Users can go to the mobile app or the web version and unlock their doors with just one click. From the app, they will see a list of their doors and must tap on the door they want to unlock. From the web browser, accessing the list of doors and clicking on press to unlock will unlock the corresponding door.
When presenting a card, tag, or fob to the reader, if the user has access permissions to the corresponding door, this will open.
The same happens when the user approaches with a mobile phone that has the Kisi app installed and has Bluetooth or NFC active. We call this last method Tap to Unlock.
In some cases, a user can access a place by just clicking on a link. To send the link to the user, an Administrator or Manager has to activate the Allow Quick Access Link option from the user's details. At that moment, an email containing the link will be sent to the user.
To restrict the period of time in which this link is valid, an administrator must configure the Validity Dates of the group to which the user belongs.
The Kisi controller has 4 requests to exit inputs. If added, Kisi can have push to exit buttons or wave to exit sensors on one or more doors.
In the Kisi Academy, you can read more about the request to exit method in the How to Install a Push-to-Exit Button class.
Door restrictions behave the same way group restrictions work, but they apply to the specific doors instead to a group of users. Door restrictions have more priority than group restrictions. If a door has a restriction it will be applied to all groups, even if they don't have any.
You can set up three types of restrictions to doors:
- Geofence restriction: Only allow unlocks near the place. Check geofence restrictions for groups, as they behave the same for doors.
- Kisi Reader restriction: Enabling the reader restriction for the door ensures that users may only unlock when standing in front of the door. The accuracy is magnitudes higher than with the geofence restriction but requires that your door is equipped with a Kisi Reader. Reader restrictions for groups have the same behavior, check for more in the reader restrictions section of groups.
- Time restriction: Allow users to unlock only at specific times. Check time restrictions for groups, as they behave the same.
With two-factor authentication enabled, you can require users to unlock their phones before tapping against a Kisi Reader to unlock doors. This acts like a two-factor authentication (2FA) solution for your door.
This two-factor authentication protects against data breaches and usage of stolen or lost phones and is typically used for data centers, server-, IT- or communication room doors. The idea is to set up 2FA specifically for the doors that you want to have extra security. You will be able to activate the Two-Factor Authentication through the door settings page.
This new feature acts in combination with the Tap to Unlock method. When a user is about to unlock a door that has the 2FA activated with their phone, a message will pop up on the phone screen notifying the user that it is mandatory to first unlock the phone to unlock the door.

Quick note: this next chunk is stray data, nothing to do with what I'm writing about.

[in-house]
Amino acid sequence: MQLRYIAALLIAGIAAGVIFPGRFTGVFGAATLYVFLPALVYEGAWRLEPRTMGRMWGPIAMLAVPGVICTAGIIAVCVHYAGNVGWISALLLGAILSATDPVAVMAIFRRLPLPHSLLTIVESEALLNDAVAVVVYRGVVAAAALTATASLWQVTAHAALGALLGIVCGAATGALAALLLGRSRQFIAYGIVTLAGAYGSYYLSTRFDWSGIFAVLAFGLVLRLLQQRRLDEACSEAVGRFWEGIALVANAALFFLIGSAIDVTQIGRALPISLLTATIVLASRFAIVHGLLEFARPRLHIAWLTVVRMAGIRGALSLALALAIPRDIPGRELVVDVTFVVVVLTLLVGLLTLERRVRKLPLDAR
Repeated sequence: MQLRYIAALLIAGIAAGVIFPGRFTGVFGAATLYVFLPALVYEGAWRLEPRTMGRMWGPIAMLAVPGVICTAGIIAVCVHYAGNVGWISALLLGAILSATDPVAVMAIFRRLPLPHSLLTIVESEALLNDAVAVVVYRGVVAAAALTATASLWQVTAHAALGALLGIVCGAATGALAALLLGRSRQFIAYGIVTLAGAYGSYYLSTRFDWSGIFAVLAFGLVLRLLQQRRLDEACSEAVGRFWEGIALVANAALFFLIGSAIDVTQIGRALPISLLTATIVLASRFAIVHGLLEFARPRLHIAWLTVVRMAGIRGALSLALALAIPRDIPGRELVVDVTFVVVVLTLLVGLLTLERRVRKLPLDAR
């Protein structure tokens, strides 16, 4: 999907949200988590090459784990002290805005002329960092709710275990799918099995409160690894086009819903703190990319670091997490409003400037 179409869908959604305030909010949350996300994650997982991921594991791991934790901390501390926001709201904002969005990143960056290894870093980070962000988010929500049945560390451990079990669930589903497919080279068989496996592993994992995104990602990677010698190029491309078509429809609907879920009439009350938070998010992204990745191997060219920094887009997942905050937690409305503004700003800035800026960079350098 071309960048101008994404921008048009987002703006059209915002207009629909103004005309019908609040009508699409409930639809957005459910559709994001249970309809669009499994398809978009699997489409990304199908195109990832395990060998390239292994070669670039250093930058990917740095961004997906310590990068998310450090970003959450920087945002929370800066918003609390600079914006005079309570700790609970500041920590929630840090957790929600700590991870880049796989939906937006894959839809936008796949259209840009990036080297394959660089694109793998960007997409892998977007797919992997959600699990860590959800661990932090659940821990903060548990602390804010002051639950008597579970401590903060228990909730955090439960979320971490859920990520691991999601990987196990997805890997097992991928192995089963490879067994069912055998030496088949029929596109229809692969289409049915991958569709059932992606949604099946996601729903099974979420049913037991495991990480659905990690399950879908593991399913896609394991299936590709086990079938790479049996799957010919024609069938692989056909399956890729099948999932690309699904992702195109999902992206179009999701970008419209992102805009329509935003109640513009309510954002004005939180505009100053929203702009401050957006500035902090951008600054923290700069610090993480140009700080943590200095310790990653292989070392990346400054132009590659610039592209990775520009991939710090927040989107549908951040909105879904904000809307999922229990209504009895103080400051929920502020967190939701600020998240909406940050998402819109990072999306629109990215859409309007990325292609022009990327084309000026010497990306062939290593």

The feature is available for both Android and iOS.
The user has to unlock the phone and tap again with the phone unlocked. This time the door will be unlocked.
If the user has notifications turned off, they will see a pop-up when they open the Kisi app. The message looks similar on both platforms.
If an employee loses or has their phone stolen, this new measure prevents intruders from entering your facility, as they will not be able to unlock the phone. Of course, this feature is not mandatory and it can be fully customized through the Kisi dashboard, where you can choose how each door behaves.
The scheduled unlocks allow users to unlock doors during certain days and at certain times. They have the same parameters as Time Restrictions.
There are three types of schedules:
- Single event: an event that starts and ends on a specific date regardless of time zone.
- Single all-day event: events that are interpreted based on the time zone of the place they're added to.
- Recurring event: events that are interpreted based on the current weekday and time zone of the place they are added to.
To set up a scheduled unlock, admins need to go to the specific door and select Add scheduled unlock from the Scheduled unlock tab. Then they will have to select the type of event, the days of the week, and the dates, depending on the type of event.
The scheduled unlock can be edited afterward, for instance if setting up a holiday is needed. They can also be disabled or deleted anytime.
If you don't want scheduled unlocks to start until the first unlock has taken place, you can configure zone policies (part of the free Intrusion Detection add-on). Here, you assign doors to zones and define security levels for your zone based on weekday and time of day. The following logic applies:
- If your zone is disarmed, scheduled unlocks will activate for all doors in the same zone
- If your zone is in stay or away, scheduled unlocks will not activate for exterior doors
- Based on your override rules, users that unlock a door can override from stay or away to disarmed, in turn activating scheduled unlocks for all doors in the same zone
To learn more about how to set up zones, check out the Intrusion Detection documentation.